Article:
Two new terms needed in the management of advanced prostate cancer


It is rapidly becoming apparent that we are going to need two simple, new terms to be able to use in discussion of the evolution of progressive prostate cancer after “standard” forms of androgen deprivation therapy (ADT) have failed to work. So … anyone got good, scientifically sound suggestions?

In the first place, the term, “castration-resistant prostate cancer” is clearly no longer accurate (whether it was ever a good term or not). This term was coined, not so long ago, to describe men who had progressive disease after treatment with:

  • “Standard” ADT, meaning bilateral orchiectomy (surgical castration) or single-agent, continuous LHRH agonist therapy or continuous LHRH + antiandrogen therapy or almost any form of intermittent ADT and
  • Continous use of LHRH + antiandrogen therapy in any man who had stopped responding to single-agent LHRH therapy or any form of intermittent ADT and
  • Subsequent antiandrogen withdrawal

However, it is now clear that such men are not necessarily “castration resistant” (i.e., unresponsive to hormonal therapies) because many of them clearly still respond to therapy with the new hormonally active agents like abiraterone acetate and enzalutamide. We need a new term to describe this set of men (who are still naive to drugs like abiraterone acetate and enzalutamide). Other terms that have been use to describe this condition in the past (regardless of whether the patients had metastatic disease or not) include “hormone refractory prostate cancer” (HRPC) and “androgen-independent prostate cancer” (AIPC). Neither of these terms is going to be appropriate either.

The other set of patients who are going to need to be defined are those men who have progressive disease after all known forms of hormonal manipulation, including all those described above as well as men progressing after treatment with drugs like

  • Ketoconazole and itraconazole
  • Low-dose estrogens
  • Abiraterone acetate
  • Enzalutamide

It may be that we should resusciate the term “hormone refractory” to imply this set of patients, but there may be better terms. As just one example, the hormonal axis on which all hormonal therapy for prostate cancer is based is the so-called “hypothalamic–pituitary–adrenal” (HPA) axis. If a patient becomes refractory to all attempts to manipulate the functions of that axis, perhaps we should define their condition as “HPA axis therapy resistant” or “HPA axis therapy refractory” prostate cancer (HTRPC ).

Anyway … now’s your chance to get creative!

7 Responses

  1. Thanks for identifying the need and proposing the challenge!

    Regarding the first term, I wonder what can be said histologically about prostate cancer cells that now laugh at: (a) induced hypogonadism and (b) first-level AR binders? For example, do they (a) demonstrably make their own pre-androgens (e.g., using CYP17)? and (b) have demonstrably different androgen receptors?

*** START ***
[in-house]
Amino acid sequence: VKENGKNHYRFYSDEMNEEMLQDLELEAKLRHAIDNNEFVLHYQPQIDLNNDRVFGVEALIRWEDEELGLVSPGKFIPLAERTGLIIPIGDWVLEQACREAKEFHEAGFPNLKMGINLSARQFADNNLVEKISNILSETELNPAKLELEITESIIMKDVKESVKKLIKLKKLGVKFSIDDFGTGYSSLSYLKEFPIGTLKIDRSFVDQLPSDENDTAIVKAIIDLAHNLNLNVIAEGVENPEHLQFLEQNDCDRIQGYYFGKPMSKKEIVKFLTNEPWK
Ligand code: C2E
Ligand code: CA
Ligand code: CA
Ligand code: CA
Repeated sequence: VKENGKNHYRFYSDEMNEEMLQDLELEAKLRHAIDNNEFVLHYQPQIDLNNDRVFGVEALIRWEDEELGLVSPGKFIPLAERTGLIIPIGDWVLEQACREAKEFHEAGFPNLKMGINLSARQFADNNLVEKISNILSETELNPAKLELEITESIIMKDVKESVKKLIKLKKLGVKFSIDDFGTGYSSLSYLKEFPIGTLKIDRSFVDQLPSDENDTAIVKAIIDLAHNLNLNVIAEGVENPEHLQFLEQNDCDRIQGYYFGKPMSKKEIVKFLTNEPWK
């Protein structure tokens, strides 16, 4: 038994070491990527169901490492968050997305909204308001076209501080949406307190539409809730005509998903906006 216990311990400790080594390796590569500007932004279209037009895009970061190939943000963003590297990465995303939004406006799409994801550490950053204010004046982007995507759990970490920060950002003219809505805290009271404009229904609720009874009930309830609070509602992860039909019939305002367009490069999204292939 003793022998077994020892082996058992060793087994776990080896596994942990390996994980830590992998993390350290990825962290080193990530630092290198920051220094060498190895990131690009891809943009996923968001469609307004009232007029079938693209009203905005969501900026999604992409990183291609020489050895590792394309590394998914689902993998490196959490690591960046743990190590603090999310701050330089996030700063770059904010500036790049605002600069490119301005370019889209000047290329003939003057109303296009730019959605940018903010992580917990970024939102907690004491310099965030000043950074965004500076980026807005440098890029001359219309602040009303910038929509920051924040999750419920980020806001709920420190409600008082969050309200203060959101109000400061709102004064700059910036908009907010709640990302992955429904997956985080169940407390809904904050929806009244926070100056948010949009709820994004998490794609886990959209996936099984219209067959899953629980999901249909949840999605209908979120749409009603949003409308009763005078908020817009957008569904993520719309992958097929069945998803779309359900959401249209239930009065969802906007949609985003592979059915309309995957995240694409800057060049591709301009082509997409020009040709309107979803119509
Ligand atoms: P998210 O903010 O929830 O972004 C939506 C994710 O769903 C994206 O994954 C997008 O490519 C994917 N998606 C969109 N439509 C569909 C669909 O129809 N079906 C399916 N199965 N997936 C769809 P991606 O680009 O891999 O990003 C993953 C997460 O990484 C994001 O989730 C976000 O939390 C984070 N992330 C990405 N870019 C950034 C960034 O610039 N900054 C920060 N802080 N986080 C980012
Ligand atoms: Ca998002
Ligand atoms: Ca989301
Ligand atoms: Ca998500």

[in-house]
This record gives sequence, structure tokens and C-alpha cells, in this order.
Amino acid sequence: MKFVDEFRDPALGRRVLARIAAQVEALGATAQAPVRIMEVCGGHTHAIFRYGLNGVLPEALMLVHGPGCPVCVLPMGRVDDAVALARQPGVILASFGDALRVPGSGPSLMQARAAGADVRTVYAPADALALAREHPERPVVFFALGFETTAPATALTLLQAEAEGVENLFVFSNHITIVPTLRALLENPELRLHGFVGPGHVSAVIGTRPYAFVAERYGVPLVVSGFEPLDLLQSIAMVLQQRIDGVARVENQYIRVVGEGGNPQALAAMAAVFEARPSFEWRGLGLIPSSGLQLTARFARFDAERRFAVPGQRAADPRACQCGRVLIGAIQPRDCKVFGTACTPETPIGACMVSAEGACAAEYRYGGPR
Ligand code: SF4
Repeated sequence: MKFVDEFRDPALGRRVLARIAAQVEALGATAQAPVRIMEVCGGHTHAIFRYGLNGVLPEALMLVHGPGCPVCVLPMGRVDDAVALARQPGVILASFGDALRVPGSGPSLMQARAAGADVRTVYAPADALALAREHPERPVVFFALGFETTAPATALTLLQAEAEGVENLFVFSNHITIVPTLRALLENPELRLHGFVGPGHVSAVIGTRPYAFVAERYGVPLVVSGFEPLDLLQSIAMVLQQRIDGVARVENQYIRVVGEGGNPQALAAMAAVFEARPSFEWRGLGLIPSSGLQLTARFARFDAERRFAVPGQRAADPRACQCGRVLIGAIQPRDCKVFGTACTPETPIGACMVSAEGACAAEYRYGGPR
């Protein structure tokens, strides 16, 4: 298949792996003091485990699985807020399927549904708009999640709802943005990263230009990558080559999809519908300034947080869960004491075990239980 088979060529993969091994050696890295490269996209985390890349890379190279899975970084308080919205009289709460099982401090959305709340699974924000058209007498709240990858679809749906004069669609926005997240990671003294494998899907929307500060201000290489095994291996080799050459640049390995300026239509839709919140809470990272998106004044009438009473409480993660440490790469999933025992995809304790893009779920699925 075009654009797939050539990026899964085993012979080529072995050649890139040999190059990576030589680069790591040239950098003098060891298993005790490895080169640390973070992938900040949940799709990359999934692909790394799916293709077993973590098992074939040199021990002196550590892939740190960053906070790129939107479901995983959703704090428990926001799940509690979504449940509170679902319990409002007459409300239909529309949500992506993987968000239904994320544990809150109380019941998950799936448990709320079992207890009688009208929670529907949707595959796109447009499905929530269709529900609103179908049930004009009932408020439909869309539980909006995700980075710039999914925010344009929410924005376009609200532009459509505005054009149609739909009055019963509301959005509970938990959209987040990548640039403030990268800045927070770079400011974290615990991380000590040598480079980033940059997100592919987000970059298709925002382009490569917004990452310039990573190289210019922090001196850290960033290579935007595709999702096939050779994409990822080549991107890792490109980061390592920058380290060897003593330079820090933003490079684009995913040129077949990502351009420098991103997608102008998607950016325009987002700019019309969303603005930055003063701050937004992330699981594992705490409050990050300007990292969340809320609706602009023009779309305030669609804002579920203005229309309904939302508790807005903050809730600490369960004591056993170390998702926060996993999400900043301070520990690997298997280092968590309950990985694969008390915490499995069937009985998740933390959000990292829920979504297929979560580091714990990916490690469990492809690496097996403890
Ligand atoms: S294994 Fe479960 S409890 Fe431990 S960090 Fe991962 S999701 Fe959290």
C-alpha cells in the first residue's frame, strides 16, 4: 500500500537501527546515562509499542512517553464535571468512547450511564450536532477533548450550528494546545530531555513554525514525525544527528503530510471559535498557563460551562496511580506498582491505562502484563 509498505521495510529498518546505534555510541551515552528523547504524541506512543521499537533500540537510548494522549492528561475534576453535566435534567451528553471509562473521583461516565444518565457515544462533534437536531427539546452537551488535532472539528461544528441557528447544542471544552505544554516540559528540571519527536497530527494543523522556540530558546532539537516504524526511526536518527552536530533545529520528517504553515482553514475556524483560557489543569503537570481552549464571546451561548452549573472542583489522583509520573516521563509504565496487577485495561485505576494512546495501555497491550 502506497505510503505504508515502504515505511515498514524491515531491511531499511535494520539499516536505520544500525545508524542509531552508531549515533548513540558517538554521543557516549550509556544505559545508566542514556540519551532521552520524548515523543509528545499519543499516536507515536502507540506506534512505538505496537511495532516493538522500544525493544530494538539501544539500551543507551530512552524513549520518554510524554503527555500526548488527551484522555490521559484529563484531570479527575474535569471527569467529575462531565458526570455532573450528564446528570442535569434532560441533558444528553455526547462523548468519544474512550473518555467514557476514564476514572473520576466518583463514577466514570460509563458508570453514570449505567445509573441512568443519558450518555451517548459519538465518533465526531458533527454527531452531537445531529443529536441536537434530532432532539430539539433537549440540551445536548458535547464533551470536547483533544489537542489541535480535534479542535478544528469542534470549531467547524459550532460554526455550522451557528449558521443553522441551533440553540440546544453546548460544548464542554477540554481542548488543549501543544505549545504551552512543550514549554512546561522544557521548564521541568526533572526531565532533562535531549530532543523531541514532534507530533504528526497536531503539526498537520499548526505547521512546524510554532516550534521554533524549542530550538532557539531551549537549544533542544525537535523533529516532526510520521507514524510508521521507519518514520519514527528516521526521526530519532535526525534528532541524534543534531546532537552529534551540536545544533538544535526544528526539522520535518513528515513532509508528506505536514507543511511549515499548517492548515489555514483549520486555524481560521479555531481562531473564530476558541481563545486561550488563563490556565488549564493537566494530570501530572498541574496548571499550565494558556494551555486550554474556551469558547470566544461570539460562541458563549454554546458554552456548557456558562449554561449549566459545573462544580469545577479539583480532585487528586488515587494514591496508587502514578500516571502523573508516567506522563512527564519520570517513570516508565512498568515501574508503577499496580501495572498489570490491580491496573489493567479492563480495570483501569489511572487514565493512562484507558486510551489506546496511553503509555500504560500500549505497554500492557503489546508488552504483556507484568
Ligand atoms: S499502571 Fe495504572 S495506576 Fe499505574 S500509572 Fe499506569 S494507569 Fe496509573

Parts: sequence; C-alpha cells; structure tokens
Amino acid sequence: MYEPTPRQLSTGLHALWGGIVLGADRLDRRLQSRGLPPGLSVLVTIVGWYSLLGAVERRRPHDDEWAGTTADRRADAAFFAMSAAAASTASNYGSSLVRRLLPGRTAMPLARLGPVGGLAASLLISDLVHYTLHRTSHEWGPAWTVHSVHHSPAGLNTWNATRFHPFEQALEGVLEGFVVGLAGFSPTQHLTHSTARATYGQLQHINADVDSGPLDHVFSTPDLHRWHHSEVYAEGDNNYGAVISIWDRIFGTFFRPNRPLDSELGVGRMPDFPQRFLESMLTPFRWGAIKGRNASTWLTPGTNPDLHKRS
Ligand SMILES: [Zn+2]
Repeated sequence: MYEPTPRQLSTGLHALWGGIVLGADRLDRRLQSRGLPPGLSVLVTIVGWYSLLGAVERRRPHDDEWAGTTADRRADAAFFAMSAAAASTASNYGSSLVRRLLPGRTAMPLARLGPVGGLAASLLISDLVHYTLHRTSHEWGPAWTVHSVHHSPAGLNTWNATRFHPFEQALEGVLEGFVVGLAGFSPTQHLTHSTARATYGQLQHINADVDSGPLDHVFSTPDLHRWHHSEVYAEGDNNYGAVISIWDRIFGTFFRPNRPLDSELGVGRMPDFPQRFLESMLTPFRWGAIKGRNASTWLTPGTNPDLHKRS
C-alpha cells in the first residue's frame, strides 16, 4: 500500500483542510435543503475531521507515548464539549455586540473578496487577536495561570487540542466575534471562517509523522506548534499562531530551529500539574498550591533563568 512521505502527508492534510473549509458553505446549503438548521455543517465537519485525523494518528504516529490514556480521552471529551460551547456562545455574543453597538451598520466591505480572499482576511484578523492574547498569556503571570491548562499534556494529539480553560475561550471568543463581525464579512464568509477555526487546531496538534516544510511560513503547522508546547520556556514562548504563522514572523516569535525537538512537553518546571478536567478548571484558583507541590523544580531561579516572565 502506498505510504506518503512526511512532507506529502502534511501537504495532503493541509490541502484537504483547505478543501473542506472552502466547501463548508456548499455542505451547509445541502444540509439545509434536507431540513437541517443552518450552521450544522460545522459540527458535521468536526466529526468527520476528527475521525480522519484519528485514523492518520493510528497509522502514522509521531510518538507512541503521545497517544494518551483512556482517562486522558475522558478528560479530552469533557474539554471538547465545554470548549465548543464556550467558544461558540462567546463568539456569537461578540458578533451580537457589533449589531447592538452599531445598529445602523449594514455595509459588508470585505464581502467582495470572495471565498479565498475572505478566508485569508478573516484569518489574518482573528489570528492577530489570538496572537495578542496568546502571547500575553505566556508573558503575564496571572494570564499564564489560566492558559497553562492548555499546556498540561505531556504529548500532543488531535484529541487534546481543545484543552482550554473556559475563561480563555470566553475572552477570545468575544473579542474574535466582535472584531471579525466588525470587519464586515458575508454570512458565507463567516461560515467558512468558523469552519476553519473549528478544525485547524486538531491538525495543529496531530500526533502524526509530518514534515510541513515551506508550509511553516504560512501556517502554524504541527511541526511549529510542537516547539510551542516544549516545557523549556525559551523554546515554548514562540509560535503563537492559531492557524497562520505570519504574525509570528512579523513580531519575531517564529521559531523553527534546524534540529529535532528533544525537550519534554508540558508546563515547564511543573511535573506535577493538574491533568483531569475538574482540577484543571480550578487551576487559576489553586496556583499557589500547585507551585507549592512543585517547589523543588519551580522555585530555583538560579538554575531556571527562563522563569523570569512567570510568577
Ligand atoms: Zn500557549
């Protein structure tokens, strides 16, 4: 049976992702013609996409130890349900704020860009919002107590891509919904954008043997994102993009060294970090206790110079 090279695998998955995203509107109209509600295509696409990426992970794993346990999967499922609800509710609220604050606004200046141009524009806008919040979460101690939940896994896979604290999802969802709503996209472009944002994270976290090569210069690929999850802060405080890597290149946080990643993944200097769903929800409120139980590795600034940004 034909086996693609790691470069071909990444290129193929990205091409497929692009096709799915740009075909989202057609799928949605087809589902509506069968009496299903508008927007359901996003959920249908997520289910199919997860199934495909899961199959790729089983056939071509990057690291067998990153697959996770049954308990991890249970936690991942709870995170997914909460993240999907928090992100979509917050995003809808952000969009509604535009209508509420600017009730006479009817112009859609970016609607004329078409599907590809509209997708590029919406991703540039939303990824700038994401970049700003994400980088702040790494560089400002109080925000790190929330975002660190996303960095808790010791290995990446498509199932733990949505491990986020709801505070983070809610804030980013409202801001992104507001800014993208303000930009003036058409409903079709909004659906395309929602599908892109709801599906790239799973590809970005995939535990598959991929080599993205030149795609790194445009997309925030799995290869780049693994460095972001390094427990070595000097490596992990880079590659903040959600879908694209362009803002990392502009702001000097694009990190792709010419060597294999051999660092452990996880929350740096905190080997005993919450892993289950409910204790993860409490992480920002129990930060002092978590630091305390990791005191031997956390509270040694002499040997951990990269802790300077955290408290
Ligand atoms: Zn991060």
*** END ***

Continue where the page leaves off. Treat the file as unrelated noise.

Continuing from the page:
A histopathological description, if possible, would be best — perhaps “APM/mAR” cells (for “androgen precursor-manufacturing/mutant androgen-receptor” cells).

    But if the only sure information is the natural history, please critique the term “IHR/RAR prostate cancer”:

    (a) IHR = “IH-resistant” = resistant to induced hypogonadism (i.e., resistant to surgical castration or LHRH agonists/antagonists) and
    (b) RAR = “reactivated androgen-receptive” = characterized by ARs becoming active again despite previously effective blockage.

  2. You wanted simple:

    — Traditional Hormone Resistant (THR) and
    — Modern Hormone Resistant (MHR)

  3. Dear Paul:

    I suspect that many specialists in the biology of prostate cancer would point out that the acquisition of hypogonadism (i.e., induced hypogonadism) can occur for a variety of reasons that have nothing to do with prostate cancer at all. This would suggest that just because a man was resistant to treatment for IH did not also imply that he was resistant to treatment for ADT-refractory prostate cancer. (Just an observation.)

    With respect to your second suggestion (RAR), the cells in questions are not actually “reactivated” at all. They have never been “de-activated” to treatment with drugs like abiraterone acetate or enzalutamide, and one of the potential hopes is that enzalutamide (or a drug like enzalutamide) might, in the future, be able to be used as a first-line hormone therapy that could actually replace LHRH receptor agonists, moving these to second-line hormonal therapy.

  4. Jerry:

    These suggestions are most certainly simple. However, the scientific gurus of the prostate cancer community are probably going to want something that has a deeper scientific basis (especially since “traditional” and “modern” are a moving targets over time.

  5. Interesting.

  6. Why not make it simple by modifying the current stage designations? i.e., Define Stage IVa, for one type, IVb for another, etc. (assuming these conditions are unique to Stage IV prostate cancer; if not, do the same for Stage III.

  7. Dear Jim:

    Clinical staging has historically always been therapy-independent. In other words, it is intended to “stage” a patient at the time of diagnosis, regardless of how he (or she) subsequently gets treated. However, you make a good point … Maybe it is time to reconsider the entire staging paradigm … although that would really put a cat among the academic pigeons, since the concept would affect all cancers.

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